Stepping Into Room 237

Okay, my turn!  I've posted some reviews of the documentary Room 237.  Michele asked me in a discussion about her review if I had seen the movie.  I had not.  Well, lucky me, I found it on Netflix.  Hard to pass up for free.

The movie leaves me dizzy.  Too many opinions all jumbled together.  It doesn't help  that  the movie relies solely on voice recognition for you to try and keep up with which crazy person is talking at the time.  I found myself thinking, "Now is this the moon guy, or the Indian guy?"

Here are my notes:

  • Watching this documentary is more fun after reading The Girl Who Loves Horror review!  Yep, I laughed harder.  And indeed, cans of baking soda with American Indians on the label  do seem to be increasing.
  • Watching this, I can see why Mr. King would want to separate himself from the movie!  Indeed, the movie does not reflect his book.  
  • Conspiracies are fun.  It’s exciting to feel like you’re in-the-know; that you have deeper knowledge of something everyone else just took at a surface level. One guy says, “You have to be a fanatic to find all this.”  Yes.  Or just creative.  Because you’re not finding anything – you’re inventing it.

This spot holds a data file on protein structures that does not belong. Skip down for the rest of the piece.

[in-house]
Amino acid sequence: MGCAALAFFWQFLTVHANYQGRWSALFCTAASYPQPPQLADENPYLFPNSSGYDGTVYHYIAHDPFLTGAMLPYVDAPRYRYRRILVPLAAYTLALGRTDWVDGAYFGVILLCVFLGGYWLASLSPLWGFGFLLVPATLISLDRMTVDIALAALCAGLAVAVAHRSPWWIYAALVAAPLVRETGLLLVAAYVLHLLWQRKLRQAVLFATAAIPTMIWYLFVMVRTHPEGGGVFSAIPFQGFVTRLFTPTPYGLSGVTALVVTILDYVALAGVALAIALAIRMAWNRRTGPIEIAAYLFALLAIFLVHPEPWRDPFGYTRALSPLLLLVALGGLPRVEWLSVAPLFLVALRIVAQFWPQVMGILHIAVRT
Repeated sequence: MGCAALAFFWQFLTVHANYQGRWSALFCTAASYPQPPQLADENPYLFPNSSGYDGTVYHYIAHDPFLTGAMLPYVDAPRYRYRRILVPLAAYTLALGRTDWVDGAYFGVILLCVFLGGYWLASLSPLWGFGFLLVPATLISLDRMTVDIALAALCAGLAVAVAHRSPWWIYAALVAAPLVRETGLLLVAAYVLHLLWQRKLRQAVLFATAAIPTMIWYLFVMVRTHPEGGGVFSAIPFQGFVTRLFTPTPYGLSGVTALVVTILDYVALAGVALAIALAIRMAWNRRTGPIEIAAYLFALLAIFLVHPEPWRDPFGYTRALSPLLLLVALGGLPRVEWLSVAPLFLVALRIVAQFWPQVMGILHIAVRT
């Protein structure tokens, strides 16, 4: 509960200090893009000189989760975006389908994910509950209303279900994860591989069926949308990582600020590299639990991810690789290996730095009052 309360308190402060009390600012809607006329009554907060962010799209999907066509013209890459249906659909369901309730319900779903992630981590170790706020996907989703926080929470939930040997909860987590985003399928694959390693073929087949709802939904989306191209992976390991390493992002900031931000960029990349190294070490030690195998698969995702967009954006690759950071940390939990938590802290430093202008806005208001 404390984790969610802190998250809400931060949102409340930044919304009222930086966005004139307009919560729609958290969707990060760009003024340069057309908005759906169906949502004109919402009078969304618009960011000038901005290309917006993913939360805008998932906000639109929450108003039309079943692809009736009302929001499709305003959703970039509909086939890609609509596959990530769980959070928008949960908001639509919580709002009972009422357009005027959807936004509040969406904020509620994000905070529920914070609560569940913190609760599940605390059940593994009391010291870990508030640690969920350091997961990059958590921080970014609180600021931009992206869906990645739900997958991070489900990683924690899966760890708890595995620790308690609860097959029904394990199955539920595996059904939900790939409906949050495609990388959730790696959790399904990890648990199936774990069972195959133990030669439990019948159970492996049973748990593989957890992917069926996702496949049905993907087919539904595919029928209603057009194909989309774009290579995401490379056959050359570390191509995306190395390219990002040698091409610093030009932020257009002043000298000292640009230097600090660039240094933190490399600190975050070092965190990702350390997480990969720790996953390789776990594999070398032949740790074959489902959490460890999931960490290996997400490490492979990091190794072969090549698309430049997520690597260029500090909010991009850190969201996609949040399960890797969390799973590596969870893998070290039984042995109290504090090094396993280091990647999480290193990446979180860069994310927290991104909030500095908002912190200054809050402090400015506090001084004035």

• The guy who thinks The Shining is about the genocide of American Indians says, “I thought afterwords, how come I saw this and no one else did.”  I DUNNO!  If you're the only one who sees the pattern in the carpet, maybe it’s not intentionally there.
  • When paranoid people tell us they think the government will audit them because they think Stanley Kubrick created fake moon landing films – it makes them sound paranoid.  

So what do I think?  1. I think these people need to get a job and stop watching The Shining all day.  2. These people think Kubrick way over thought this film.

Here's a few lines from a guy who  thinks The Shining is really about the Holocaust -- Because the typewriter is a German brand.  “That struck me, why a German typewriter.”  And the number 42 is seen throughout the film, because in 1942 the Nazi’s decided to exterminate the Jews.  It is also significant that the typewriter changes color in the film."

I get the feeling each crazy was interviewed individually.  Imagine a convention of these people. what of the typewriter guy met the patterns in the carpet guy and they met the moon faker guy.

Do I like the film?  The short answer is no.  I think it’s funny, and in that sense it’s enjoyable.  But just listening to crazy people read nutso ideas into a film gets tiresome.  My brain is mush having watched this.